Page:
And now for something completely different, and i mean COMPLETELY different! … 'Algerian Tuareg dessert blues played on a weissenborn'! if you thought weissenborn music was a niche market then this my friends is uber niche. 10 tracks of i quote “rural delta blues songs” by the artist known simply as Faris. Now I’m not gonna lie to you this is a grower and only after repeat plays does it give up its profound musical glory because on first listen the sheer uniqueness of this project just baffles and beguiles you leaving you asking yourself… ”Did i like that or not?” The album notes with this release are extensive and very very detailed, part history, part biographical part philosophical. 

To get your head round what is happening on this record you need to understand a few basic things. Blues music can historically trace its origins directly back to Africa through the invisible years of slavery and war and as hard as history tried to wipe their past cultures and dehumanise them it remained in them though the passage of songs which eventually formed the basis of modern day African-American blues music. The Tuareg people suffered similar upheaval during the colonial years in their native North Africa and ended up living a nomadic way of life on the road travelling across Africa. During these years the Tuareg formed their own style of music through parallel cohabiting with people from the upper Niger river the same people who had direct links with the new African-American music culture. As the years went by the two forms of music bled into each other more so for the Turareg people and western style guitar patterns seeped back from America to Africa and the circle was complete.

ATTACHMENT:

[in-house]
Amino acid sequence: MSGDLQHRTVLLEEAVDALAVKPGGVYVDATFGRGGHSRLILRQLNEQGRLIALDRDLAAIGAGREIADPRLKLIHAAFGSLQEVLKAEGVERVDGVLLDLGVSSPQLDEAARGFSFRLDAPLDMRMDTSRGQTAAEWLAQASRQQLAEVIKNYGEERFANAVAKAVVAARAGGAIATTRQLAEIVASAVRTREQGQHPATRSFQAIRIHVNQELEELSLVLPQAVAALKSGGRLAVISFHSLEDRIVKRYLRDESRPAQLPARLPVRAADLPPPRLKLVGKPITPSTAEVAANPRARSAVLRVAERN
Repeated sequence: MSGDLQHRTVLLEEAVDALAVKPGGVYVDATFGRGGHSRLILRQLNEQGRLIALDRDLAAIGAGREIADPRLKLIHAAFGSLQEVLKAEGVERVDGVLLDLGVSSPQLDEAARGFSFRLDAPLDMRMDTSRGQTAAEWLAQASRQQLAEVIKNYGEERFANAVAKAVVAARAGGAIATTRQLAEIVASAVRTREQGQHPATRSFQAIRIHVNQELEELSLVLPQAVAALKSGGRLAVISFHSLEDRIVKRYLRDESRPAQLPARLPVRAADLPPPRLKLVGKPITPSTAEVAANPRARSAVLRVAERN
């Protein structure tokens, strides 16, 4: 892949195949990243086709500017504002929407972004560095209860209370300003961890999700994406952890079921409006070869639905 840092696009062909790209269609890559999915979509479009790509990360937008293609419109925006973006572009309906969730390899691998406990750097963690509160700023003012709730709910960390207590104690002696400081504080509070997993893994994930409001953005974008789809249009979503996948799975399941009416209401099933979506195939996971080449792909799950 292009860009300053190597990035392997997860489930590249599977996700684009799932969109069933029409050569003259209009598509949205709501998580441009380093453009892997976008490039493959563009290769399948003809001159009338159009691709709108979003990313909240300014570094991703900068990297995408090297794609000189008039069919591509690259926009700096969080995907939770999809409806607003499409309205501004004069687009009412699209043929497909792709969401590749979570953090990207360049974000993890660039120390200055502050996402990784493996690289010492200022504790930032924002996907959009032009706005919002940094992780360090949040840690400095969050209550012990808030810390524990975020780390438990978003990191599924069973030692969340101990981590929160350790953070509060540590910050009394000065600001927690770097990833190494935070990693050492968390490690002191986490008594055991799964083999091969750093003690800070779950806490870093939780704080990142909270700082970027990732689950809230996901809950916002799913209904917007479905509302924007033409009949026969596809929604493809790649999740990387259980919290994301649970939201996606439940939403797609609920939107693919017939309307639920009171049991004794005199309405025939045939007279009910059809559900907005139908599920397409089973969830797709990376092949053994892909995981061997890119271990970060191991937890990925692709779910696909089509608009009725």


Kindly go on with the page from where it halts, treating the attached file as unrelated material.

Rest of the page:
Here’s where an Italian based but of Algerian decent artist Faris Amine comes in to the equation. His mother was a Tuareg. The Tuareg style of music was in his blood and his mother before she died use to play him traditional Tuareg drum music. His father was a huge music fan of western music and collected and shared myriads of different styles of records with the young Faris. Blues however struck the deepest note with him and artists such as Skip James, Blind Lemon Jefferson, Robert Johnson and Son House became massive musical heroes. Learning guitar through a love of Jimi Hendrix Faris soon became a travelling albeit confused musician. Confusion turned to enlightenment after hearing to the band Tinariwen, a musical yearning had awoken and a calling for his ancestral culture had taken hold. A period of immersion into Tuareg music followed and the artist we see today was reborn. Well it wasn't to long before the notion of an album full of all blues standards in the Tuareg style was suggested and ultimately realised. “Mississippi To Sahara” was born and a meeting of musical forms was created “Rural Delta Blues”. Keeping the balance between the two styles was no doubt a difficult endeavour but one that has been handled with care and the mix of styles is sympathetic to traditional western blues and African Tuareg sensibilities.

Trust when i say this is worth the effort and when you understand the the USP of this project it all falls into place and you end up emerging yourself into a foreign but all too familiar landscape. After you’ve got your head around the style then the lyrics really open up a new world to you especially after you’ve read Faris’s heartfelt track notes which are very autobiographical. 

Favourites are hard to choose as the whole album is continual journey of discovery and cultured enjoyment but “Jesus Is On The Mainline” is comfortably familiar and ‘Since Ive Laid My Burden Down” is particularly haunting in its delivery and sentiment given the context of these songs origins. The bottom line is that this is a unique meeting of musical styles played out for your pleasure on a weissenborn which i can’t think of a better instrument suited to deliver these unique songs. 10/10 on the curio scale

Faris - "Mississippi To Sahara"

Review By Aron Radford